For as long as I can remember Sports Illustrated Swimsuit Issue magazine was, in essence, a representation of true beauty. I saw these incredibly tall, skinny, blonde models parade carefree on the beach and thought to myself ‘that is what a beautiful woman is.’ Yes, that is a naive and not confident point of view, but when you’re a brown kid and all you see is white women on the cover of magazines, what other conclusions could you have? It’s not just Sports Illustrated Swimsuit Issue but all magazines, brands, and images on TV — it’s everywhere. That is why this moment of new beauty standards and acceptance is so important.
Since the inception of the Sports Illustrated Swimsuit Issue in 1964, the models were just as I mentioned, and now decades later there is a shift. A shift that is welcomed and much needed. It began in 2016 when they put plus-size model Ashley Graham on the cover, and now they’re doing it again this time with model Halima Aden. This time it’s not about breaking boundaries with body types but instead social and religious norms.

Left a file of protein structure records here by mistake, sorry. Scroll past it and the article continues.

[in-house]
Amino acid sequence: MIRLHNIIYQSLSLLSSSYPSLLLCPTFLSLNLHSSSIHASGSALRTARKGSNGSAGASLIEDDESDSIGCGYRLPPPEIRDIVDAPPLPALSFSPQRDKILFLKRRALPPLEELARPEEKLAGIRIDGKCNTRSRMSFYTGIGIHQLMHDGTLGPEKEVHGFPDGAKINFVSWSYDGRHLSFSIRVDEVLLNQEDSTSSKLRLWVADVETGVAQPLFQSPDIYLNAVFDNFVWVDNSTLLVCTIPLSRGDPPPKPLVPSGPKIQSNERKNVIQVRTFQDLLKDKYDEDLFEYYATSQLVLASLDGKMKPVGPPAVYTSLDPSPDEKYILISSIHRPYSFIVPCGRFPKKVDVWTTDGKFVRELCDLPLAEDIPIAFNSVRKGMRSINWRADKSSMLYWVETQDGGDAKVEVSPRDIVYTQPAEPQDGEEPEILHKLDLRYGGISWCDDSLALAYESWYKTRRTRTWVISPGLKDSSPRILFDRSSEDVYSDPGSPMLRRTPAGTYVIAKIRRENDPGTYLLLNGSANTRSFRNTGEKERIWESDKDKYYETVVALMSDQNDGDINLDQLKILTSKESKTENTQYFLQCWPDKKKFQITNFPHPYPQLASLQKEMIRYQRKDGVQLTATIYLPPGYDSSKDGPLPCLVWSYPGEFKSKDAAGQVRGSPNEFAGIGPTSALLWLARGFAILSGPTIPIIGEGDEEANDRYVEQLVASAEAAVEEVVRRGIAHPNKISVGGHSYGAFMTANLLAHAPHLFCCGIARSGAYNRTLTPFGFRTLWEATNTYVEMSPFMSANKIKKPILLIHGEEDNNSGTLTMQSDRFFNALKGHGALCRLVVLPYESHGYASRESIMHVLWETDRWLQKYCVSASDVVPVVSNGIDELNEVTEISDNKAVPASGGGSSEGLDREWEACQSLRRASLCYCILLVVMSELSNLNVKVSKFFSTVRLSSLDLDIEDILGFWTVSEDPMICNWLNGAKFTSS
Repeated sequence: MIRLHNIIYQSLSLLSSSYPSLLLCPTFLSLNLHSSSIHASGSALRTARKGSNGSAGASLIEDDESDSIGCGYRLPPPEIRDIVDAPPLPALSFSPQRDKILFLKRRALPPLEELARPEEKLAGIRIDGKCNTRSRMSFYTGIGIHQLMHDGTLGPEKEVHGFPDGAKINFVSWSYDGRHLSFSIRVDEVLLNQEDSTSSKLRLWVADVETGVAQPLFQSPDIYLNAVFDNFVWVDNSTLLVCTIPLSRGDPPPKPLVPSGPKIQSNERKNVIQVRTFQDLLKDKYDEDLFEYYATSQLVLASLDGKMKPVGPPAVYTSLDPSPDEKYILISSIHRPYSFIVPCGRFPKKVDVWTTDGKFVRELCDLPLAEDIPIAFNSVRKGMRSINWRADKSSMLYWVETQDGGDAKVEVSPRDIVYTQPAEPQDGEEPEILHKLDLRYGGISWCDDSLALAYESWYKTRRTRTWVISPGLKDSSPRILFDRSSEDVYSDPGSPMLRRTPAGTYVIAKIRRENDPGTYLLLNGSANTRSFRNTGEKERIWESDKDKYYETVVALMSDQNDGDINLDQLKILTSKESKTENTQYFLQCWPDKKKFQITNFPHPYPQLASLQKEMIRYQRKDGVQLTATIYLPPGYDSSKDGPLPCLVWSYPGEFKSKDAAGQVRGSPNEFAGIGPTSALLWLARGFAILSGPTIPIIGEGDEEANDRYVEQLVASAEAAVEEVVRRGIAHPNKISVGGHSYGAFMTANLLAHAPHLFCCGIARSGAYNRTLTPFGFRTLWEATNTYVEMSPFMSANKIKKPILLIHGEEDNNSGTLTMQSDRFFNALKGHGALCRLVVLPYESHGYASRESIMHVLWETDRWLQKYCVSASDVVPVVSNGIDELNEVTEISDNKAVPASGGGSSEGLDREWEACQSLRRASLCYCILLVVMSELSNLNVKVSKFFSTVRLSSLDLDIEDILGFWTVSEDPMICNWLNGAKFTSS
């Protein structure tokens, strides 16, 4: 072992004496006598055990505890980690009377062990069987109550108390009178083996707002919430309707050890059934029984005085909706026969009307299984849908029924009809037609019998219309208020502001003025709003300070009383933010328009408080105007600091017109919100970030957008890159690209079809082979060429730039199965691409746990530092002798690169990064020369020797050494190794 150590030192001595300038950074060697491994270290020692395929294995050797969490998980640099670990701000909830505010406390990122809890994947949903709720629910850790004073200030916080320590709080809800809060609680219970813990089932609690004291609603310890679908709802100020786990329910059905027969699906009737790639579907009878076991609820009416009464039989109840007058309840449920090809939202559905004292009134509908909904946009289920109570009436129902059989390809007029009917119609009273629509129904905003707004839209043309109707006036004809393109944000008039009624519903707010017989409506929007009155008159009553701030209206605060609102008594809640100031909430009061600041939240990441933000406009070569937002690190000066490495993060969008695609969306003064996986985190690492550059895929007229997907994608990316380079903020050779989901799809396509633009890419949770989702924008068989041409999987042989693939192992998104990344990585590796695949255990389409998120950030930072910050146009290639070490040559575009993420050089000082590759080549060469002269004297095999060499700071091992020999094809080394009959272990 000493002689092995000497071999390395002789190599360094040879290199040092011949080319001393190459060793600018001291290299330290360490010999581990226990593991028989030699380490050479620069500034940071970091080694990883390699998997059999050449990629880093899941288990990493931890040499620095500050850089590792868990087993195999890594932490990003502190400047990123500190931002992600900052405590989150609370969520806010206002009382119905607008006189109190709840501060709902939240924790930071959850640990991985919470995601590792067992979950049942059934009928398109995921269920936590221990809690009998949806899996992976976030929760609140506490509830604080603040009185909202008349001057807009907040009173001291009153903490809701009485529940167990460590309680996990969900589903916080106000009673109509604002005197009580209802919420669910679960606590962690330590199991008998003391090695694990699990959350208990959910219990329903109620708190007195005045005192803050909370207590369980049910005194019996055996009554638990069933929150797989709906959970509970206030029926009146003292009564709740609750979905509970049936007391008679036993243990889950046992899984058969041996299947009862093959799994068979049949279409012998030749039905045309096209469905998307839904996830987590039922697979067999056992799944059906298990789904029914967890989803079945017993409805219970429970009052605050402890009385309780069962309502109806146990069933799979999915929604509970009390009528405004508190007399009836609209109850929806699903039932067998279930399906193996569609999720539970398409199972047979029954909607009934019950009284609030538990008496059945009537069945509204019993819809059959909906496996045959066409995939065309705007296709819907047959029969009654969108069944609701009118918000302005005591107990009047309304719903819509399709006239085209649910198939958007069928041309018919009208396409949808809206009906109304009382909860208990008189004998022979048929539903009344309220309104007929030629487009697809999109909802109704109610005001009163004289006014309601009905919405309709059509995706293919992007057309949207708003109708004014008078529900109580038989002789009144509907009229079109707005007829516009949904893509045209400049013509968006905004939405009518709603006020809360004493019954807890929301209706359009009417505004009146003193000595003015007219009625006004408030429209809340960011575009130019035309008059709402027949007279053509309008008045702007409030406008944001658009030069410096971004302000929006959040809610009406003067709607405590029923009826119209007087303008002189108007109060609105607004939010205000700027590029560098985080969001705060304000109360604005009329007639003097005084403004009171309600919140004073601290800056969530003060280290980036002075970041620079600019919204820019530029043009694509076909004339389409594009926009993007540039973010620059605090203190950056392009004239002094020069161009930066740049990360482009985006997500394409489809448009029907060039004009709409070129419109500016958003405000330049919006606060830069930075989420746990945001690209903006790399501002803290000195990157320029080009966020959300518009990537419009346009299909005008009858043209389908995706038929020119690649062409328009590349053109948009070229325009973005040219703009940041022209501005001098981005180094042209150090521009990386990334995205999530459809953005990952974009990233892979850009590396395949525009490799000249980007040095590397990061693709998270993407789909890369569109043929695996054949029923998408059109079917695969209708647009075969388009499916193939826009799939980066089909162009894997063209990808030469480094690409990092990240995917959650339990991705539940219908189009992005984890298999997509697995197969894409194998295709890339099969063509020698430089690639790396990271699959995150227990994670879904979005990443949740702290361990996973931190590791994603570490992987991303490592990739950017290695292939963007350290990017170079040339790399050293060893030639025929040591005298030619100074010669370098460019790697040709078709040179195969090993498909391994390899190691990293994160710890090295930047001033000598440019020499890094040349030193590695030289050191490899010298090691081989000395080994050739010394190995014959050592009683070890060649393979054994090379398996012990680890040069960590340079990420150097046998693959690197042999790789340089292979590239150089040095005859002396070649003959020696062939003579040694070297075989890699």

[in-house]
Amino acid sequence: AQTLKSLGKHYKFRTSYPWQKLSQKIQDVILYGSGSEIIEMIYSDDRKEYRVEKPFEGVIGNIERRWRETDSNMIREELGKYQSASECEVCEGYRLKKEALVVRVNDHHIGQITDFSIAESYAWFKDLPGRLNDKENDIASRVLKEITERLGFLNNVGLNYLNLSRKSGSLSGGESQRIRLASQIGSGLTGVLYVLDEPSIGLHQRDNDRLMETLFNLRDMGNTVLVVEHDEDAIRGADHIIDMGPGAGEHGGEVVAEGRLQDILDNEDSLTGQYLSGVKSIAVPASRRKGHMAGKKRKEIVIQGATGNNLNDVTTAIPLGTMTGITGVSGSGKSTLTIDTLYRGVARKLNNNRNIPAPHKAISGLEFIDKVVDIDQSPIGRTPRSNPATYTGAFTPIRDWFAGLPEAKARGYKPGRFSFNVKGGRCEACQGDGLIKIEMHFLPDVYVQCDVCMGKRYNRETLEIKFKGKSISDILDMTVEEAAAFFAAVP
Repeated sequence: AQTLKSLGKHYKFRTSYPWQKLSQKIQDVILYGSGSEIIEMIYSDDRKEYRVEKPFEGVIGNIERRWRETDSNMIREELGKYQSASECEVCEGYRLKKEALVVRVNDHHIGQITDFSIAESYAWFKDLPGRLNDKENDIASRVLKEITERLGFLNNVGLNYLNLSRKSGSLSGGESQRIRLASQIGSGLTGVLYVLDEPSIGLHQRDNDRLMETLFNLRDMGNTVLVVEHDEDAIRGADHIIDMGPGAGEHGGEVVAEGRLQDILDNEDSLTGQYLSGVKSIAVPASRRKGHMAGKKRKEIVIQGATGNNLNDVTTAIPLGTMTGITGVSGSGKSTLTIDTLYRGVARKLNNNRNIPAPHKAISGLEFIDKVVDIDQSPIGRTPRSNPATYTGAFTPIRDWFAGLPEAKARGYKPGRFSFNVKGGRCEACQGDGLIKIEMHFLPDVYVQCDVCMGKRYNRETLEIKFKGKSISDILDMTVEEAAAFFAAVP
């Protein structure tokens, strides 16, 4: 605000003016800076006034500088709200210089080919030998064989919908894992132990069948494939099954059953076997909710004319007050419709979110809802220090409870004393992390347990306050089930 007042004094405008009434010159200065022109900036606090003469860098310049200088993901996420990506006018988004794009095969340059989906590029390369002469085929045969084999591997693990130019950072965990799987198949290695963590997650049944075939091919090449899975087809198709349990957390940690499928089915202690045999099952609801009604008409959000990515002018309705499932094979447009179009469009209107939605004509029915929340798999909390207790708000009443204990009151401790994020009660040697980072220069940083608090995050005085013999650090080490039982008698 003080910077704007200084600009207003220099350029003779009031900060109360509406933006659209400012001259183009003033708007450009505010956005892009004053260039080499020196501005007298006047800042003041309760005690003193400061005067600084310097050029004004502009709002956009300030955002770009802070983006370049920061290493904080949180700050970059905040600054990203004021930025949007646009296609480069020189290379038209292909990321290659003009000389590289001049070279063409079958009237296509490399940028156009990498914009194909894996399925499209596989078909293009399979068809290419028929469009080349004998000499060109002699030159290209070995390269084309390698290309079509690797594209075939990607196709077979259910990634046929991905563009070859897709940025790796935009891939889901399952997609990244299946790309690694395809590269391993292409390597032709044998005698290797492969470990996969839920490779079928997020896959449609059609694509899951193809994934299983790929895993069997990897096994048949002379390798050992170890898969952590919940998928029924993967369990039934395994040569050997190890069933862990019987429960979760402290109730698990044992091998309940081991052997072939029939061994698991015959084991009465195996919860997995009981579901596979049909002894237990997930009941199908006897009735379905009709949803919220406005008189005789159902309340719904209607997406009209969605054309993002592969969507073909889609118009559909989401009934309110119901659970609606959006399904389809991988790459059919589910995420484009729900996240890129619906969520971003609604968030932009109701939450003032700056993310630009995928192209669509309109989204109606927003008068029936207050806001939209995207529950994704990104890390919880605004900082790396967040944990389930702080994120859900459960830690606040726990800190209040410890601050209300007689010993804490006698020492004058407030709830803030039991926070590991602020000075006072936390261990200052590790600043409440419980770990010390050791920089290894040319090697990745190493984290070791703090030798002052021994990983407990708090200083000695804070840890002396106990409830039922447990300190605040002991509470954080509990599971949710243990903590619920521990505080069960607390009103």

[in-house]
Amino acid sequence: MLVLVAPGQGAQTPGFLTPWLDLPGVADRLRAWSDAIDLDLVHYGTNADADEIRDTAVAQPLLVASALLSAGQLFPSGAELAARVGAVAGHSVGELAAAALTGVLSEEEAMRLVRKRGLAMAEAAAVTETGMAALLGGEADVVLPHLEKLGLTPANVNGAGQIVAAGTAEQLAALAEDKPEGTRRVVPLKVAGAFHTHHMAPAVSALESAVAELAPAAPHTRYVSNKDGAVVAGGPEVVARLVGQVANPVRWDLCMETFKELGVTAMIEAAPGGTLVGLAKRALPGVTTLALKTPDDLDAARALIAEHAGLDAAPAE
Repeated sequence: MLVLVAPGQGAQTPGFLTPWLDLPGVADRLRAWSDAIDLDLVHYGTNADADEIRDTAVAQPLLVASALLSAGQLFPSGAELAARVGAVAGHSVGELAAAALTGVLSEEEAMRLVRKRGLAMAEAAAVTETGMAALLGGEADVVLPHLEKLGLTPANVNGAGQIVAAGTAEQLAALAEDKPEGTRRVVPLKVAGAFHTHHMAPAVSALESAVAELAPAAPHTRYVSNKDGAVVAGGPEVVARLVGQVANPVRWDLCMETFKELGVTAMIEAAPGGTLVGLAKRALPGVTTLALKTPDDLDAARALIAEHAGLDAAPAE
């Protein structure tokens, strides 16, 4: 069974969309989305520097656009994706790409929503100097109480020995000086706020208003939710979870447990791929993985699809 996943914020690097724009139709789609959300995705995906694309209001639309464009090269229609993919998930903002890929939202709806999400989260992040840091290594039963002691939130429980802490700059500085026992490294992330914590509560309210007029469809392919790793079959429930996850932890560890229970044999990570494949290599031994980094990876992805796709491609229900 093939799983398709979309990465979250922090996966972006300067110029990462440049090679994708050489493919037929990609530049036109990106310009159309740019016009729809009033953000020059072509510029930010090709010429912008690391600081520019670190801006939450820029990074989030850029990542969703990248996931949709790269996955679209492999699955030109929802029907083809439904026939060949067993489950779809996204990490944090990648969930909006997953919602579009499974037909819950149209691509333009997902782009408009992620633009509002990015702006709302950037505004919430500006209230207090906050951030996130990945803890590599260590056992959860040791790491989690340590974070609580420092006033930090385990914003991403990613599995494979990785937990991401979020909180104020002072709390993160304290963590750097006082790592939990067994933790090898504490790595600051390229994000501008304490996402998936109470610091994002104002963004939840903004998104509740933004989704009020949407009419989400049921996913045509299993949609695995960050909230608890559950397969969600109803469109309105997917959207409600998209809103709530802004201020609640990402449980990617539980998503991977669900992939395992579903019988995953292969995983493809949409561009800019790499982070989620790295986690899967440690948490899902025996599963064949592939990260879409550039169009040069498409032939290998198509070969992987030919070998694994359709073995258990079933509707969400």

The 21-year-old Somali-American supermodel is the first Muslim model to wear a hijab and burkini in the magazine proving that bearing it all on the beach isn’t the only way, especially if you’re Muslim. During the historic photo shoot, Aden said she never thought in a million years she’d be able to wear a burkini and hijab in a swimsuit magazine. Girl, you’re not the only one to think that.
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@halima is #shatteringperceptions as the first woman to wear a hijab and burkini on the pages of #SISwim. Click the link in bio to learn more about her historic shoot in Kenya. (📷: @yutsai88) • • • @hemingwayscollection @officialkenyaairways #HemingwaysCollection #LetKQTakeYouThere
“I keep thinking [back] to six-year-old me who, in this same country, was in a refugee camp,” Aden said in Sports Illustrated. “So to grow up to live the American dream [and] to come back to Kenya and shoot for SI in the most beautiful parts of Kenya — I don’t think that’s a story that anybody could make up.”
So what made Sports Illustrated want to be inclusive? Simply because of Aden.
“We believe beauty knows no boundaries,” SI Swimsuit editor MJ Day said. “I admire Halima, and I consider her an inspirational human for what she has decided to use her platform for and her work with Unicef as an ambassador. She is, in my opinion, one of the great beauties of our time, not only outside but inside. When we met, I was instantaneously taken by her intelligence, enthusiasm, and authenticity.”
While this is long overdue, I applaud SI Swimsuit for representing the Muslim community.